It’s that time of year again, Leafs fans. Speculation around potential Toronto Maple Leafs trade deadline deals has run rampant over the past two weeks. It was only fuelled further by comments Kyle Dubas made at a presser last week:
Kyle Dubas, asked if he’s willing to trade a top prospect before this deadline: “Yes.”
— Chris Johnston (@reporterchris) March 16, 2021
So what to make of a one-word answer? You can’t blame the writer – vagueness lends itself to speculation. And that’s what we’ll be doing here today. It’s time to look at three potential trade deadline targets for the Leafs. And based on Dubas’ willingness to deal a high-end Leafs prospect, what pieces would see themselves being shipped out of Toronto in advance of the deadline? How will moves work under the salary cap? Let’s break it down.
All salary cap data courtesy of the ever-wonderful CapFriendly.com.
Toronto Maple Leafs Trade Deadline Possible Proposals
Rickard Rakell (Anaheim Ducks)
Any potential Toronto Maple Leafs trade for Rakell comes with the blessing (and curse) that the Ducks forward is an extended rental. He still has one year left on his contract. With the Ducks in a precarious cap situation as it is, Anaheim won’t be interested in retaining any salary on Rakell in a deal that would see them having a portion of his hit on the books through 2021-22. With that being said, Alexander Kerfoot, who’s been valuable as a third-line centre this year, is likely out the door immediately in a Rakell deal. Their cap hits are fairly interchangeable. Rakell’s roughly $3.79 million hit is only slightly more than Kerfoot’s $3.5 million, which wouldn’t force Toronto to make any corresponding roster moves.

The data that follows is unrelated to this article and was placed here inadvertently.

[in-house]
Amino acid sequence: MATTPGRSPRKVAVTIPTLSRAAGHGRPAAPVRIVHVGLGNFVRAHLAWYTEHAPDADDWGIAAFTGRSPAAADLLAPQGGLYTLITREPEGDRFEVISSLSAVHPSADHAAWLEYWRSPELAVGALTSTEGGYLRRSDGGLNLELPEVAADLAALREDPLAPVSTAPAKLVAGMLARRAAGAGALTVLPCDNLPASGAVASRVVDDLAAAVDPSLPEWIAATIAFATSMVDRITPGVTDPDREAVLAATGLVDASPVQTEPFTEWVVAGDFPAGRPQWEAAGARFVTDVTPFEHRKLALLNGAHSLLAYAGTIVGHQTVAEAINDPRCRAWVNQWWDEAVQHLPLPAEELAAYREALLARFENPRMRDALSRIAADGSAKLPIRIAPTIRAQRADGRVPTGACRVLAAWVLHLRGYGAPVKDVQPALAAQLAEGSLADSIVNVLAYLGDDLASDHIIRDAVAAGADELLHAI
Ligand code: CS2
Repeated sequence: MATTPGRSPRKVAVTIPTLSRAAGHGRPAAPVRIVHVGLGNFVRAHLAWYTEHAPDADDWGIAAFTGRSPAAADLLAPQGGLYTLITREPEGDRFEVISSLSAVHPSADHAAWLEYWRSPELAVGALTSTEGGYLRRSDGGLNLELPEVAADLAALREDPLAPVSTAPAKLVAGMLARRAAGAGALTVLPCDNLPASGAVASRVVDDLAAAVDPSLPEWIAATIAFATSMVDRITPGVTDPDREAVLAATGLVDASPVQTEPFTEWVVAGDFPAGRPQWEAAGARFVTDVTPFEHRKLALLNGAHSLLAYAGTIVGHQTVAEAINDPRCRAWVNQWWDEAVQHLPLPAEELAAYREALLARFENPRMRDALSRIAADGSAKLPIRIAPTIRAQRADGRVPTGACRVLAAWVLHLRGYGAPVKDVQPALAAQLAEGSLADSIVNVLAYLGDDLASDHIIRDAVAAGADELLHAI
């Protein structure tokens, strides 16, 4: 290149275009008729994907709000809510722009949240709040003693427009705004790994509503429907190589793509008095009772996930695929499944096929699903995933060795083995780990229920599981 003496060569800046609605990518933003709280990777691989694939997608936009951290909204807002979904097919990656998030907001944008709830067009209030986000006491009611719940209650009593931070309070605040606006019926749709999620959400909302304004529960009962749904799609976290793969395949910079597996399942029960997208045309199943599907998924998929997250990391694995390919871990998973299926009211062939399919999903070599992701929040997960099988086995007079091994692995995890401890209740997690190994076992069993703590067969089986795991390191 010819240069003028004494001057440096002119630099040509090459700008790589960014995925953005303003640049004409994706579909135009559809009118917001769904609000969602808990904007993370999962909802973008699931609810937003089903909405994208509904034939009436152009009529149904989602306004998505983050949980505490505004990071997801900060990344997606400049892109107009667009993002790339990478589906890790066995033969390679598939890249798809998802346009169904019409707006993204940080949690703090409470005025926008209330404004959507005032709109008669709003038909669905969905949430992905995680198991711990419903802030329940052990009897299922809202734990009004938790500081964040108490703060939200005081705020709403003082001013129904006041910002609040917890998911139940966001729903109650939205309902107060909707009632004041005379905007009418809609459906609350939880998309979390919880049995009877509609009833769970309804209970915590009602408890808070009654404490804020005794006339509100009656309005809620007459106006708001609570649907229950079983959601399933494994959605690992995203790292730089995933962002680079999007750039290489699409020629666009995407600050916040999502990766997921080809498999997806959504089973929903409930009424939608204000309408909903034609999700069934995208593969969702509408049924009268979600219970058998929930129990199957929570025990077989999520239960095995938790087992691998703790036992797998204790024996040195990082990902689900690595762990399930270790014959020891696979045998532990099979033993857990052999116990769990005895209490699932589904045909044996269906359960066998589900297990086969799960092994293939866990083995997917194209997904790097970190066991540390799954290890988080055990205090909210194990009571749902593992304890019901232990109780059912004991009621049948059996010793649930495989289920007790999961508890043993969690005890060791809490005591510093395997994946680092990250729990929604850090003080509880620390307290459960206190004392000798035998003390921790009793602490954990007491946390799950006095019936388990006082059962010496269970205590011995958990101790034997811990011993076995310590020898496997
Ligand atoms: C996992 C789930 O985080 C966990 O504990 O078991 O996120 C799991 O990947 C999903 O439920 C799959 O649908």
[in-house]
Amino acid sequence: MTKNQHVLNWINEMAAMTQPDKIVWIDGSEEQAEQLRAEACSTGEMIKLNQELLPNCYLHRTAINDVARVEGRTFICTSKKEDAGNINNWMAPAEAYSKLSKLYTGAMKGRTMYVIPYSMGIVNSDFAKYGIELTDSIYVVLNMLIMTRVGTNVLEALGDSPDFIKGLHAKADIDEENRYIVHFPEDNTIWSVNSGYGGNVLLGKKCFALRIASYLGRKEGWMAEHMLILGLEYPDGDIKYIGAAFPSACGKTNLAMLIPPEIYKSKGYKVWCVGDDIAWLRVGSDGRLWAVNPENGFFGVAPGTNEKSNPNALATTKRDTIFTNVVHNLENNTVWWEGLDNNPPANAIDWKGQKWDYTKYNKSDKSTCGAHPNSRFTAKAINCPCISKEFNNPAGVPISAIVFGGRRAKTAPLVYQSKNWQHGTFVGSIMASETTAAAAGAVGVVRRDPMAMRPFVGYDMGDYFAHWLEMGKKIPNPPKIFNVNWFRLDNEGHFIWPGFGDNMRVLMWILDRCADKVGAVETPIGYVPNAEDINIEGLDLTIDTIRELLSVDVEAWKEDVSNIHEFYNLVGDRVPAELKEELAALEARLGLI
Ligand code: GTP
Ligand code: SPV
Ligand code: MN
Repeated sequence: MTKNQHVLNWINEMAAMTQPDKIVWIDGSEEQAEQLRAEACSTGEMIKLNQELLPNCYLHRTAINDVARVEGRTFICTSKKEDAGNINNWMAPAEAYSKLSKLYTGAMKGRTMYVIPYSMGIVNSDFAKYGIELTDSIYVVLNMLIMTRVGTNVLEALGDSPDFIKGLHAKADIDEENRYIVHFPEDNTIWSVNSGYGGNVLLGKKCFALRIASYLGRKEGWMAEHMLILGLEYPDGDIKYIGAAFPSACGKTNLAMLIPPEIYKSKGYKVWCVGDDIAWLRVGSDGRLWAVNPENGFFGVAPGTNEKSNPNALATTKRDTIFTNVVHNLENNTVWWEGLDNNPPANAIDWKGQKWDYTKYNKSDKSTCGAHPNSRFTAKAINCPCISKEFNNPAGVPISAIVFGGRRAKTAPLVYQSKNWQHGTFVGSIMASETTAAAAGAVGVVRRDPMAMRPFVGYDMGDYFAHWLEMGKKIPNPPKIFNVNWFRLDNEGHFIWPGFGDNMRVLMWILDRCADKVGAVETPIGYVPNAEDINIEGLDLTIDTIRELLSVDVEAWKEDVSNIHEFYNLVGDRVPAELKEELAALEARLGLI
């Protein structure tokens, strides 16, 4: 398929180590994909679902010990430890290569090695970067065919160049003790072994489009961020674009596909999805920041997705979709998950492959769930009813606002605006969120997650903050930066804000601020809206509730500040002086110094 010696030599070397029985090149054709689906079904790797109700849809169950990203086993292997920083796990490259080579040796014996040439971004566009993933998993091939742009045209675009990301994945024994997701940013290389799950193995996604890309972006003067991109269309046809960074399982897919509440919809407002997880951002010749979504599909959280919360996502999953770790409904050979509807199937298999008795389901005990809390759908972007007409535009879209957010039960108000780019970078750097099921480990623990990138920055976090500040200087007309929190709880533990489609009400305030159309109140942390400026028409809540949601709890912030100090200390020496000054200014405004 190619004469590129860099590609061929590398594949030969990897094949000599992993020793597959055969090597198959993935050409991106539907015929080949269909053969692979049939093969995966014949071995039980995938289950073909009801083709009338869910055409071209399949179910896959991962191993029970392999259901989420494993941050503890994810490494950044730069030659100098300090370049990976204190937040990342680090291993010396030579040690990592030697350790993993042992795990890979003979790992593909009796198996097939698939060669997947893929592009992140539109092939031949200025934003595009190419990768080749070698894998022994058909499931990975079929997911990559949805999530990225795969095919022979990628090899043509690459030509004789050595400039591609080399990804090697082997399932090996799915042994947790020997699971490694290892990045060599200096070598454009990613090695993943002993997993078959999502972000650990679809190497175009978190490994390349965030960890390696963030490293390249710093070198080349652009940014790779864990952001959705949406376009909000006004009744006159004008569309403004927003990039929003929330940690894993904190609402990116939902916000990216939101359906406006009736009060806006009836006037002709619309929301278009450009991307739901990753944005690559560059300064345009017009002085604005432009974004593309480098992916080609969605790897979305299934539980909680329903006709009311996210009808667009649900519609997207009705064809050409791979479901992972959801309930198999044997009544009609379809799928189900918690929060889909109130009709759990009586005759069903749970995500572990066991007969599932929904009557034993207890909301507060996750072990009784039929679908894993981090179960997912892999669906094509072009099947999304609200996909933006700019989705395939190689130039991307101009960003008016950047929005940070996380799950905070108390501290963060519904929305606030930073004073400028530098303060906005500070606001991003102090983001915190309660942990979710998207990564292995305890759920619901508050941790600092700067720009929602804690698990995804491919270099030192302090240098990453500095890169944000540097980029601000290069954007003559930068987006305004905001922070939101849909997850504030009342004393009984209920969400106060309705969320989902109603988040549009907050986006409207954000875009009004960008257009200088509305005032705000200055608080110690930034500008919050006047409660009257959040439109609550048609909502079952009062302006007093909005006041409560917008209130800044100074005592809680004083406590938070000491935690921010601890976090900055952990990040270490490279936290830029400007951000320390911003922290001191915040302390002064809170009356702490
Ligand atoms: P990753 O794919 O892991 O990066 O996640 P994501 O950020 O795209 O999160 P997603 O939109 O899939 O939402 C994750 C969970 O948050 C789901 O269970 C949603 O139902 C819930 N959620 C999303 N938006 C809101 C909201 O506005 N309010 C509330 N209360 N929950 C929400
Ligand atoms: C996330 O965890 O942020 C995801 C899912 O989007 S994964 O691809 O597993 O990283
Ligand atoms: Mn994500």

The most eye-opening part of this deal for Leafs fans would be the departure of hyped prospect Rodion Amirov. Drafted 15th overall in 2020, he’s a top-five prospect in Toronto’s system by most accounts. However, the 6-foot left-winger made marginal progress playing with the KHL’s Salavat Yulaev Ufa, posting 13 points in 39 games and no points in seven playoff games. While they’re still impressive numbers, Amirov’s demonstrated mild consistency issues that lead one to believe his ceiling is similar to that of, ironically, Rakell’s. Yet the rumours of Anaheim desiring a first-round pick would make this deal largely inflated in Anaheim’s favour. There is quite literally no guarantee Rakell will have a huge impact on the Leafs after a rough couple of years, and his value should be comparatively lower.
Over the course of this entire deal, however, both teams would get what they desire. Rakell demonstrated immense upside when playing with more skilled talent. He has multiple 30-goal seasons playing with Anaheim teams of yesteryear. And with 21 points in 32 games among a struggling Ducks offence, Rakell has shown he still has that upside. A role in the Leafs’ top-six group alongside either Auston Matthews or John Tavares could likely unlock that scoring touch again, creating one of the deepest lines of attack in Toronto history. While Kerfoot’s departure would hurt, Pierre Engvall has shown the ability to slot in that third-line centre role.